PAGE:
Urban Wire Mom-and-Pop Landlords Are Raising Rents, Albeit Less Than Market Rates, Leaving Renters with Few Places to Turn
Laurie Goodman, Jung Hyun Choi, Daniel Pang
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The housing market has changed dramatically in the past year, with both rents and home prices rising more than 13 percent and interest rates more than doubling compared with a year ago. To understand how landlords and tenants are responding, we are partnering with Avail, an online platform servicing do-it-yourself mom-and-pop landlords.

In July, Avail surveyed more than 1,200 landlords and more than 1,300 renters, with results showing that most landlords plan to increase rents but less than the overall market increase. Many of these landlords are raising rents and deferring repairs to respond to missed rental income, increased property taxes, and higher maintenance costs.

Although many tenants were financially struggling, few attempted to negotiate the rent increase, and even fewer of those who did were successful. Many tenants are considering moving to more affordable units, which could be difficult, as rents have gone up almost everywhere. Additionally, rising interest rates and high home prices negatively affect their homeownership prospects.

To help renters amid rising housing costs, policymakers can prioritize expanding housing inventory, with an eye toward more affordable housing, and expanding vouchers to alleviate renters’ cost burdens.

Landlords are raising rents and deferring repairs in response to market changes

About 72 percent of mom-and-pop landlords said they plan to increase rent in the next 12 months. Among those who said they wouldn’t, 44 percent said their units were already in line with local market prices, indicating they have already raised rents. More than 80 percent of landlords who were planning to raise rents said they were influenced by increasing market rents, though the increases were generally less than their perception of the overall market increase. Overall, 79 percent of landlords were planning to raise rent by less than 10 percent, but only 36 percent said their market area rents rose less than 10 percent. And most landlords are planning to raise rents less than what they say the market area rent increase was in the past 12 months.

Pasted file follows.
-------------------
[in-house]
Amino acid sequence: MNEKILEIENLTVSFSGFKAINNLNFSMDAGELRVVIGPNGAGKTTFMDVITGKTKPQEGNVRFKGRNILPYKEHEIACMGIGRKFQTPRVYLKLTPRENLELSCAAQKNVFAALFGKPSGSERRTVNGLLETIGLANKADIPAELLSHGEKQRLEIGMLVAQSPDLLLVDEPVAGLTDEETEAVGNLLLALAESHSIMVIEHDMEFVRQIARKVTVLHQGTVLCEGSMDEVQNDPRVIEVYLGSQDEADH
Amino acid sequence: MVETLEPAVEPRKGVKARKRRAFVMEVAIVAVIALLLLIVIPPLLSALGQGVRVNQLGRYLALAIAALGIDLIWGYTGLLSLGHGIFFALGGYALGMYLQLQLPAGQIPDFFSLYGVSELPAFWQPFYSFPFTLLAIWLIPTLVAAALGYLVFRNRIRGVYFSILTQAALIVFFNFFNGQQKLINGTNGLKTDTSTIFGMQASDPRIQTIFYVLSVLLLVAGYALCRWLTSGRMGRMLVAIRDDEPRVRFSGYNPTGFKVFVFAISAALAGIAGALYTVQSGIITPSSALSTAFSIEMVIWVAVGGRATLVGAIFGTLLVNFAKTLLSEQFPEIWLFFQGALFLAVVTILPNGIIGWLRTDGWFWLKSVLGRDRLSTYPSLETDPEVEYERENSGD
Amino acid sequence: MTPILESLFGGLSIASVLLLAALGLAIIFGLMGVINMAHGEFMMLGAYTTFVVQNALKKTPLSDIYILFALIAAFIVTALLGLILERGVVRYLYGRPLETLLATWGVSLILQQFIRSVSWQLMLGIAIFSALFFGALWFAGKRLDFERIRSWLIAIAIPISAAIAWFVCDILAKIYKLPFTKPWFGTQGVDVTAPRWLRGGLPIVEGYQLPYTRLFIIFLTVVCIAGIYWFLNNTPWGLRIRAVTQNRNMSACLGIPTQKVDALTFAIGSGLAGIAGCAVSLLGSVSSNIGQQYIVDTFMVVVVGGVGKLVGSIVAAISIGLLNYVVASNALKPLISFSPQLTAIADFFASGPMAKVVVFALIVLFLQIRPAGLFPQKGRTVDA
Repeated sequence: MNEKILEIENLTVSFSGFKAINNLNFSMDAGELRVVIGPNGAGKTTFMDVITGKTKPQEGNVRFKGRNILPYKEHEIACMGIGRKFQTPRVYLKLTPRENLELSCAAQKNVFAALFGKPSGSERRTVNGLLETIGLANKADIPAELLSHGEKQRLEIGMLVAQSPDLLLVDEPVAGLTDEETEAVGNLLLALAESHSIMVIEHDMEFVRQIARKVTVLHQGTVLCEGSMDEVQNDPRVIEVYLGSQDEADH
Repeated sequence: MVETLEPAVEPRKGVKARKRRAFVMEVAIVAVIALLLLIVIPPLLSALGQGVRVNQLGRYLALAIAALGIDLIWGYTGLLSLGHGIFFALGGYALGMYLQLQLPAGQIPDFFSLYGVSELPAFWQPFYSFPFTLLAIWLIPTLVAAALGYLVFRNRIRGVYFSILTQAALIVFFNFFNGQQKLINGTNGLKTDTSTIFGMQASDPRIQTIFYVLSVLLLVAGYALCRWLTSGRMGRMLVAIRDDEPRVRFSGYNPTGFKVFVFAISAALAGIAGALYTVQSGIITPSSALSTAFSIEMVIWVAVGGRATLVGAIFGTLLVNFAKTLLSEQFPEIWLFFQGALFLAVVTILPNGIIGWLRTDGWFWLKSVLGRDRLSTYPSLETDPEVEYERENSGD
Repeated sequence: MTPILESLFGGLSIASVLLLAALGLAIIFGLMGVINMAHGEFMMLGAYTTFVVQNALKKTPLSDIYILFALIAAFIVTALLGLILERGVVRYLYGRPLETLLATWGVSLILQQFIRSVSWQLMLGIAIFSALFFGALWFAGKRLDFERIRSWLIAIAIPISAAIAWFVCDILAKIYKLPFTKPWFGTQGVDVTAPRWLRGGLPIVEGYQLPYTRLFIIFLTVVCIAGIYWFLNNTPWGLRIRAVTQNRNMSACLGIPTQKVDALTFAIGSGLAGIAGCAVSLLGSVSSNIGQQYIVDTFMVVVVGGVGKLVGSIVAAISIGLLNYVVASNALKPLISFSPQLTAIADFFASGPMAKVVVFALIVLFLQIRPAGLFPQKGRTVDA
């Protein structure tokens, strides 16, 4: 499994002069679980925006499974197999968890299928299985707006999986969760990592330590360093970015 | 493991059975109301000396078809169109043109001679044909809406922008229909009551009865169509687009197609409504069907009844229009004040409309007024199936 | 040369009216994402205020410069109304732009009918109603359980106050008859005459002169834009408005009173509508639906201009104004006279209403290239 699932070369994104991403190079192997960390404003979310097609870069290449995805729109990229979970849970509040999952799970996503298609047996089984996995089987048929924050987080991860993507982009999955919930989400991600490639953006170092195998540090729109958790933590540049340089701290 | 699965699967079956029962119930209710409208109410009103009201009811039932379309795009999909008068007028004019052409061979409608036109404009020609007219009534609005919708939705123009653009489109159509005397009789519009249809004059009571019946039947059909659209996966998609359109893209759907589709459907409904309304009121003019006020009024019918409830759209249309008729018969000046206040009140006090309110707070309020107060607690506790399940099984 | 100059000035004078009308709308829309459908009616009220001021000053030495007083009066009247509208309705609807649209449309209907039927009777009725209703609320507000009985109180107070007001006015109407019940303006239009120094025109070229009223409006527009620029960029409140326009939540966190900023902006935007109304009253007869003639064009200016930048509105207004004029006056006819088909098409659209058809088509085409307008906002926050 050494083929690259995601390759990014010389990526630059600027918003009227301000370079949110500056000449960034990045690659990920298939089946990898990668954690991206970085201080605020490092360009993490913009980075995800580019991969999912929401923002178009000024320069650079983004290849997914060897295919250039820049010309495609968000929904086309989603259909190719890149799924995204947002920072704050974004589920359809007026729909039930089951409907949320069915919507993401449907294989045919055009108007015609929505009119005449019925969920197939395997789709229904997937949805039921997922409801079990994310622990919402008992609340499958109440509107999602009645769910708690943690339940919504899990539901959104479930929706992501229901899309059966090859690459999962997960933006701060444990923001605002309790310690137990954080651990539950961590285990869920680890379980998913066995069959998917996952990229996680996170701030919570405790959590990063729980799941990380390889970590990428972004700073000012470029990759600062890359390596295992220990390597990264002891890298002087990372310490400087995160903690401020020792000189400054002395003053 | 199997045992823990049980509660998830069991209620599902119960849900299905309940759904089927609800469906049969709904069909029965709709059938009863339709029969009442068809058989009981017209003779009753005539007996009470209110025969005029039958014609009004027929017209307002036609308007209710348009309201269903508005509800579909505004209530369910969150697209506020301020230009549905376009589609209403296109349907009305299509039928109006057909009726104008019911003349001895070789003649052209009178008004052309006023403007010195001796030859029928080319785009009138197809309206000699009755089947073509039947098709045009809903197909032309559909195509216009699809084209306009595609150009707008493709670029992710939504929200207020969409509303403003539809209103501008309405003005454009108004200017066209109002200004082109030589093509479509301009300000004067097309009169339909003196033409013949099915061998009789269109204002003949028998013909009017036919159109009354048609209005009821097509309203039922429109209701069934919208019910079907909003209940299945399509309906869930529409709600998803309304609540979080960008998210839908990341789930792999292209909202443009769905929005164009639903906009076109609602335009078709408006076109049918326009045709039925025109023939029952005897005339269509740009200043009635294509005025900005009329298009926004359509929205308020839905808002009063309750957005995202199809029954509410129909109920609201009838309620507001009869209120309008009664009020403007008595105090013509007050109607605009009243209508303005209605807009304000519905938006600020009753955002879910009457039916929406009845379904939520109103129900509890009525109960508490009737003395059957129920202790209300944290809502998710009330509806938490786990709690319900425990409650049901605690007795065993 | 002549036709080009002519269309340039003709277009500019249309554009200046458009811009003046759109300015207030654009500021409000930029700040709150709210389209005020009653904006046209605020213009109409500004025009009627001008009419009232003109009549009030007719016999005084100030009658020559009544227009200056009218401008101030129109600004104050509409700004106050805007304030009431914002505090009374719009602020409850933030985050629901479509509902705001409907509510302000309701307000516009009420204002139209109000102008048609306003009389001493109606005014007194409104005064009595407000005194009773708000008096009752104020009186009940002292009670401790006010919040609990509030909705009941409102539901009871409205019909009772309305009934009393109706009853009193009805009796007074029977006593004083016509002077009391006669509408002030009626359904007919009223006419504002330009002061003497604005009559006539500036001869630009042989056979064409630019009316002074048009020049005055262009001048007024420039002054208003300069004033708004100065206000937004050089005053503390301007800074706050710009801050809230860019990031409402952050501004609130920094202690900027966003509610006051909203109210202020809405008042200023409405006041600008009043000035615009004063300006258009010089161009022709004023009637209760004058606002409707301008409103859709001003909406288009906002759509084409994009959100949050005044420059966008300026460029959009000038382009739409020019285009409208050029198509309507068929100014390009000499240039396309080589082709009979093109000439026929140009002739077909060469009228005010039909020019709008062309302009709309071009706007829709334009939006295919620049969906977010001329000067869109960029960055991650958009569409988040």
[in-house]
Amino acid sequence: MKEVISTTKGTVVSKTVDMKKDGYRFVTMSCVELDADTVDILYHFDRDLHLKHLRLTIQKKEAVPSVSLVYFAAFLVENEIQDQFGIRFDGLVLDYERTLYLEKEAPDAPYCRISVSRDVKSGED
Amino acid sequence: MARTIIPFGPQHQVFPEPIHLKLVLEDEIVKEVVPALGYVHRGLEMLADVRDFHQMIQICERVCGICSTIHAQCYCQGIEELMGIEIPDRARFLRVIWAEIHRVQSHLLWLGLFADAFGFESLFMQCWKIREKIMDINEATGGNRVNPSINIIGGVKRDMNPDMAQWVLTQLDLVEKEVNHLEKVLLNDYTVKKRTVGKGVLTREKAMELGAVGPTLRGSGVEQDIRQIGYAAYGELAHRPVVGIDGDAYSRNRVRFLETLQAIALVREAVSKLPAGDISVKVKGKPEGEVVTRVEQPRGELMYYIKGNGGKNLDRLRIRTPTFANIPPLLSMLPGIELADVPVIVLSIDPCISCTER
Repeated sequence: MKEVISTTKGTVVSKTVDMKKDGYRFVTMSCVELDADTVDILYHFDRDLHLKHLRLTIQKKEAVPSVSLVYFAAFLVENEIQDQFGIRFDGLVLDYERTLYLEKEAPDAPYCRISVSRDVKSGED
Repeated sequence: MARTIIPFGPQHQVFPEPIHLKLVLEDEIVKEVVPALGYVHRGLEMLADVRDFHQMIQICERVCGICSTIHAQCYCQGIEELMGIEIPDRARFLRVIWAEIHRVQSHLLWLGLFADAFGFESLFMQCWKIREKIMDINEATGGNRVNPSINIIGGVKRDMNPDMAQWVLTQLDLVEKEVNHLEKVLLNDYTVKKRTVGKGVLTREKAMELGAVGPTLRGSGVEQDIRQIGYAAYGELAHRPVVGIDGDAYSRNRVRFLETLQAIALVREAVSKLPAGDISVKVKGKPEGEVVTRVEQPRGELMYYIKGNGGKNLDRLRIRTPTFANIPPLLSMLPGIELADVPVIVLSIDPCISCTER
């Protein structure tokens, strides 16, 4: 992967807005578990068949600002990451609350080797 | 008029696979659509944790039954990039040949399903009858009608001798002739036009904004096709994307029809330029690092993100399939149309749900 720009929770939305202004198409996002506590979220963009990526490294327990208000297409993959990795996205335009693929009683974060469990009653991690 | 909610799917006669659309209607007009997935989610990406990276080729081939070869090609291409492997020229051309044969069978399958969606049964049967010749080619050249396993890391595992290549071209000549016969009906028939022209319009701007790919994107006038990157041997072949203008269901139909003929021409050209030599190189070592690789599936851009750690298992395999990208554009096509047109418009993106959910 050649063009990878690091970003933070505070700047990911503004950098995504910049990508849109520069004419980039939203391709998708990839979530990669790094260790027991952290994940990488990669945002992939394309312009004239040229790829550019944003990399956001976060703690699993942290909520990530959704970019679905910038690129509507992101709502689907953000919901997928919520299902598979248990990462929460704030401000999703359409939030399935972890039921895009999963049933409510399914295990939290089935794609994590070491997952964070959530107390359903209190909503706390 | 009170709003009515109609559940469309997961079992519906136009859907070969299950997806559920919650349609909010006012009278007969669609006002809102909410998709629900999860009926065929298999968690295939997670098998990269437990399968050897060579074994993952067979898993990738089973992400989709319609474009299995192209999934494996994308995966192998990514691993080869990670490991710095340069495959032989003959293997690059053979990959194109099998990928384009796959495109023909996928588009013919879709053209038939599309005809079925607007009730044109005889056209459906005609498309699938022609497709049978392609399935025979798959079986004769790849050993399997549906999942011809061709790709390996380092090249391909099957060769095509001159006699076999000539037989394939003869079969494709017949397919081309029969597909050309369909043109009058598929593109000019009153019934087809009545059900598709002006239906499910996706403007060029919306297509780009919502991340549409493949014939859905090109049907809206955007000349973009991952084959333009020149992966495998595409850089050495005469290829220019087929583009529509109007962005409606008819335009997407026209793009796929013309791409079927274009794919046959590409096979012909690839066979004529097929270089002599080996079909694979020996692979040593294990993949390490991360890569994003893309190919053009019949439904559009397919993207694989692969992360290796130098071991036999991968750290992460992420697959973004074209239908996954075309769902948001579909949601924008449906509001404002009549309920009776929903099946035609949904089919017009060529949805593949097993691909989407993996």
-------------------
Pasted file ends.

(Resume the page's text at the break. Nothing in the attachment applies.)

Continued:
Landlords said the rent raises reflected not only changes in market rents but the increased costs of managing and maintaining rental properties and the loss of rental income. About 80 percent said their costs increased in the past year, with more than half saying costs increased between 5 and 15 percent. Property taxes (79 percent) and maintenance and upkeep (75 percent) were the most-cited reasons for increasing costs.

Landlords who reported experiencing cost increases were significantly more likely to say they were planning to raise future rents and defer repairs compared with those who did not report experiencing cost increases. We also found that landlords who experienced rental income loss (27 percent) during the COVID-19 pandemic were more likely to raise rents and defer maintenance.